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Archive for May 27th, 2010

by Phillip Johnston

This past Sunday, Lost ended.  If that means something to you, you may be happy to be reading about the show on a website dedicated to the very best of film and (sometimes) television; if it doesn’t mean something to you, you may be tempted to skip over this post.

I would ask you not to, for in evaluating this massive piece of storytelling that has unfolded on American TV screens in the last six years, there is a job to be done – a job I can only but begin in a short, accessible post and will try to do with a minimal amount of spoilers.  It is the magnanimous task of separating myth from character, a job accomplished to near perfection by the creative team behind Lost, but perhaps not so well by a few viewers and devotees.

When Oceanic Flight 815 crashed on a mysterious island back in 2004, viewers and castaways alike were confronted with an inexplicable place that held more than a few impenetrable mysteries.  There were polar bears on the island, a strange underground hatch, an ancient Egyptian statue with only four toes, and, most terrifying of all, a monster made of black smoke. (more…)

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by Allan Fish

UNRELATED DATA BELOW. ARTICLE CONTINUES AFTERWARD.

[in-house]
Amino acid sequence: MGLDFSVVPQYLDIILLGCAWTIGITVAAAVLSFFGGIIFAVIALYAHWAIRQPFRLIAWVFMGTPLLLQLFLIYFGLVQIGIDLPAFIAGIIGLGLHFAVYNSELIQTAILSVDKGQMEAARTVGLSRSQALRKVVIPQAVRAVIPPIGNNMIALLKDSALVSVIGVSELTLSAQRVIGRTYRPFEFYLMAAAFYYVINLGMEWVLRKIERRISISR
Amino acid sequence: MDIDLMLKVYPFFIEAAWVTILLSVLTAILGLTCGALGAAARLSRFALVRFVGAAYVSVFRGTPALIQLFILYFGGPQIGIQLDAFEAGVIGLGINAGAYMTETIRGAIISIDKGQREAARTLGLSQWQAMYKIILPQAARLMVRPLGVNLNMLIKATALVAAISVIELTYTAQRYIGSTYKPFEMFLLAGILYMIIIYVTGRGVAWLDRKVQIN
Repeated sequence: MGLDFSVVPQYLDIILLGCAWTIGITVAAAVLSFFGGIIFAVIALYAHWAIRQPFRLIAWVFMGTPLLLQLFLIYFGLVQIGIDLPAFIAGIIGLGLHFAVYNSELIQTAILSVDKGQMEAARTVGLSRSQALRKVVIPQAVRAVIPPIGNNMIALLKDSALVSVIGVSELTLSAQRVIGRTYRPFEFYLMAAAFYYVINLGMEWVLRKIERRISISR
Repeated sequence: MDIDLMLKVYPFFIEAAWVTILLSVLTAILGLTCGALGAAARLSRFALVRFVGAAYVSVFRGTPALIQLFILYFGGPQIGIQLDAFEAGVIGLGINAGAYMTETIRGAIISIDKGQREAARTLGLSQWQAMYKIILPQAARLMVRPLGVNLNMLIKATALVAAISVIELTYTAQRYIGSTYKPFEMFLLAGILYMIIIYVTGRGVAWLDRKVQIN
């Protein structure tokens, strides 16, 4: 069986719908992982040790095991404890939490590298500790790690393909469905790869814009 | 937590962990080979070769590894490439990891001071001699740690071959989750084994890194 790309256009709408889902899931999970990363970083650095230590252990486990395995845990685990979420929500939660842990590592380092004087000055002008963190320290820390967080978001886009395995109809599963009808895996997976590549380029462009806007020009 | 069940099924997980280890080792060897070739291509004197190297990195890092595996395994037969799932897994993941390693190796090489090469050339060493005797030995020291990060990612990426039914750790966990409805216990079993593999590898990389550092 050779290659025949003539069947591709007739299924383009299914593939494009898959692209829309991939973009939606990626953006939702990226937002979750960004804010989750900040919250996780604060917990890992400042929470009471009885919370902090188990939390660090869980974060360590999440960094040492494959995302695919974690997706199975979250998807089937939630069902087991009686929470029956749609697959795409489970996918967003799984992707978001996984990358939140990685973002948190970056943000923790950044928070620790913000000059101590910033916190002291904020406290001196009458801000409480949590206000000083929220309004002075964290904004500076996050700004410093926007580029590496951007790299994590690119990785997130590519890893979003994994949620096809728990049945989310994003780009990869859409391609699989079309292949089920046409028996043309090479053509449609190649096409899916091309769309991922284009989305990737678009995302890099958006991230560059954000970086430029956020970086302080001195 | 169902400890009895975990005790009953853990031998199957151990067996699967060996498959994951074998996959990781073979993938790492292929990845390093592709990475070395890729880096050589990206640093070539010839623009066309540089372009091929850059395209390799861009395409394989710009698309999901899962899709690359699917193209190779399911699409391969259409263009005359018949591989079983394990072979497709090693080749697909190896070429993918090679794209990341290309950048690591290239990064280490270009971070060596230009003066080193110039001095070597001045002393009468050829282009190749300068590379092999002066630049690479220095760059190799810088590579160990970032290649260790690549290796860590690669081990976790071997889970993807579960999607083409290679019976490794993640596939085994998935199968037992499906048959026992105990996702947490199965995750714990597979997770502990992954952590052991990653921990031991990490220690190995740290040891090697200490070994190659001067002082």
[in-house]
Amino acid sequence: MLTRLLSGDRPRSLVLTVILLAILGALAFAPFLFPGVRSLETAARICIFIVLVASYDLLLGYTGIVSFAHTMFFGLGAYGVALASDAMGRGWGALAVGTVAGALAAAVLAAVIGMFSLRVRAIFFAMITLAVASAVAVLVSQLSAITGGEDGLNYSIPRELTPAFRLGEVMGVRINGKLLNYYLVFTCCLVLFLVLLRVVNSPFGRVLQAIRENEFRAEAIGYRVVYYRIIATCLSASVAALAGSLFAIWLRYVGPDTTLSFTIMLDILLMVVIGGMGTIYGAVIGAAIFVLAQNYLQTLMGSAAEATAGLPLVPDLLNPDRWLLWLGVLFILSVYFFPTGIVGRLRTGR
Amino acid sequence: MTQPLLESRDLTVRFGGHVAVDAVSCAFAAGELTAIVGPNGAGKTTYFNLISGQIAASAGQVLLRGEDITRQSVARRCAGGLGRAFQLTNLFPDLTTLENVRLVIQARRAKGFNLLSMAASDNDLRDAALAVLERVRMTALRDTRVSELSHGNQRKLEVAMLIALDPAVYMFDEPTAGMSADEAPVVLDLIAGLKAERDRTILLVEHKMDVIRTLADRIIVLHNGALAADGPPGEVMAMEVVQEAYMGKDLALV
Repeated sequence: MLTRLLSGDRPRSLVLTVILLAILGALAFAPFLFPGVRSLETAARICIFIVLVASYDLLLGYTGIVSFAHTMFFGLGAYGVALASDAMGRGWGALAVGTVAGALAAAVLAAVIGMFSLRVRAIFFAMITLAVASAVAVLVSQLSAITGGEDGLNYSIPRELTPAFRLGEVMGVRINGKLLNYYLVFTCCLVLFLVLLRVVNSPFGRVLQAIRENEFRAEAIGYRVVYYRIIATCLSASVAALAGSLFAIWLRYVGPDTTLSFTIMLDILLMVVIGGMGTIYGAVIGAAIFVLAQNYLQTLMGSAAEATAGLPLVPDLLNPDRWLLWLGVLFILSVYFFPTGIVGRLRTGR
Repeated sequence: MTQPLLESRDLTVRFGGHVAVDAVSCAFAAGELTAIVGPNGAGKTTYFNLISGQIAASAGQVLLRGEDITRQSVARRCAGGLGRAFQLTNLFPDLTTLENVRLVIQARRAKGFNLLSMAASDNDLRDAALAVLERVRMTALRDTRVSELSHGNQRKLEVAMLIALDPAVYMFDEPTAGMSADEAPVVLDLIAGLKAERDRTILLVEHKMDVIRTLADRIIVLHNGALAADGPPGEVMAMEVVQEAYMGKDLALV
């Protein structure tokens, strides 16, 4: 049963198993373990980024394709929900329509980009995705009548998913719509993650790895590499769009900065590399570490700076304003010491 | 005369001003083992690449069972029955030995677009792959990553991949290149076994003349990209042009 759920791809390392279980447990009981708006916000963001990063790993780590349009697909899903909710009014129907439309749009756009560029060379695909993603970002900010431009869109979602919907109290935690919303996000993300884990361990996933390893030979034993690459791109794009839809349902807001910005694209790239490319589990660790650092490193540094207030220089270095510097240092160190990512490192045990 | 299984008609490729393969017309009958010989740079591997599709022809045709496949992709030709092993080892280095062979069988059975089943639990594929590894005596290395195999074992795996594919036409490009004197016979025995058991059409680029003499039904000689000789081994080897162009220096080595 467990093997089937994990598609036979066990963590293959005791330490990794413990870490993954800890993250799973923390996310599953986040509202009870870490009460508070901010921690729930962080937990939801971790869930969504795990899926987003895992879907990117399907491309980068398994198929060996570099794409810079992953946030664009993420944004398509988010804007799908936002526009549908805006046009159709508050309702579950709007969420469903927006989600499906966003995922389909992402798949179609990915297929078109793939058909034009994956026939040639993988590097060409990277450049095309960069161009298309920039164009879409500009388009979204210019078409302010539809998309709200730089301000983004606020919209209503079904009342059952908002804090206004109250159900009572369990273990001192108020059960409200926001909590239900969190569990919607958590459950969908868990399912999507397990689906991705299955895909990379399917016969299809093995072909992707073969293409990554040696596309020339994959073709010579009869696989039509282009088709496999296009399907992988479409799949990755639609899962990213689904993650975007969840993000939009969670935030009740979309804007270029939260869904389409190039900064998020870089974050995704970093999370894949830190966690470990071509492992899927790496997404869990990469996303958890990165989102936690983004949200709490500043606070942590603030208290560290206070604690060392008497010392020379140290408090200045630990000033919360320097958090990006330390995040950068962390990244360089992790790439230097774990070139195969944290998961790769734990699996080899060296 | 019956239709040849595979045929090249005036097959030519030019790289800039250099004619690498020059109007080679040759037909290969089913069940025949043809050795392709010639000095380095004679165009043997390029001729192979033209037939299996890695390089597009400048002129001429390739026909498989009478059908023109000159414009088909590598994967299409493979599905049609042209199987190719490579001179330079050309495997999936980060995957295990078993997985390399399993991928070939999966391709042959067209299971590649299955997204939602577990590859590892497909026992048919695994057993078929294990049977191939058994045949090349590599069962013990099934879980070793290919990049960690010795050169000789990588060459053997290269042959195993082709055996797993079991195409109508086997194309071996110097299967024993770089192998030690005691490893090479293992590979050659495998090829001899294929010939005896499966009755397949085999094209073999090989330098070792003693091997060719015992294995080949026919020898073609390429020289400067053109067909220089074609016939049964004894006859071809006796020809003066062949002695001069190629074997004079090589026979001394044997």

(Japan 2008 114m) DVD1/2

Aka. Aruitemo, Aruitemo

The name of that sumo wrestler

p  Yoshihiro Kato, Satoshi Kono, Hijiri Taguchi, Masahiro Yasuda  d/w/story  Hirokazu Kore-Eda  ph  Yutaka Yamazaki  ed  Horokazu Kore-Eda  m  Gonchichi  art  Toshihiro Isomi, Keiko Mitsumatsu

You (Chinami Kataoka), Hiroshi Abe (Ryota Yokayama), Yoshio Harada (Kyohei Yokoyama), Ryoga Hayashi (Mutsu Kataoka), Kirin Kiki (Toshiko Yokoyama), Yui Natsukawa (Yukari Yokoyama), Haruko Kato,

In an age of excess, none more so than in his native Japan, Hirokazu Kore-Eda is rather an enigma, one might even go so far as to call him an anachronism.  He’s seemingly the sole torch-bearer for the form of cinema favoured by the masterful minimalists of the old days, Ozu, and Shimizu.  His films are leisurely, sedate, compassionate, and centre around families, indeed relationships in general, and epitomise the very term humanist.  It’s over 40 years since Ozu’s passing, and though the Japanese new wave yielded masters a-plenty (Oshima, Imamura, Teshigahara, Kobayashi, Shindo, Masumura and Hani to name but seven revolutionary samurai), Kore-Eda is the one link back to the past, and if ever a film epitomised that, it’s Still Walking.

            A middle-aged brother and sister are returning separately with their respective families to the coastal town of their birth to visit their parents to commemorate the latest anniversary of a family tragedy, when their elder brother died as a child in rescuing another boy from drowning.  The surviving brother, Ryota, rather than be cherished all the more by his parents after his brother’s death, has never lived up to their expectations, while his sister, Chinami, seems oblivious to the central conflicts, only being really interested in her own husband and life.  When she goes early, Ryota and his wife and child stay the night as agreed, but while Ryota’s mother welcomes them, his father, Kyohei, a retired doctor, is as frosty as ever. (more…)

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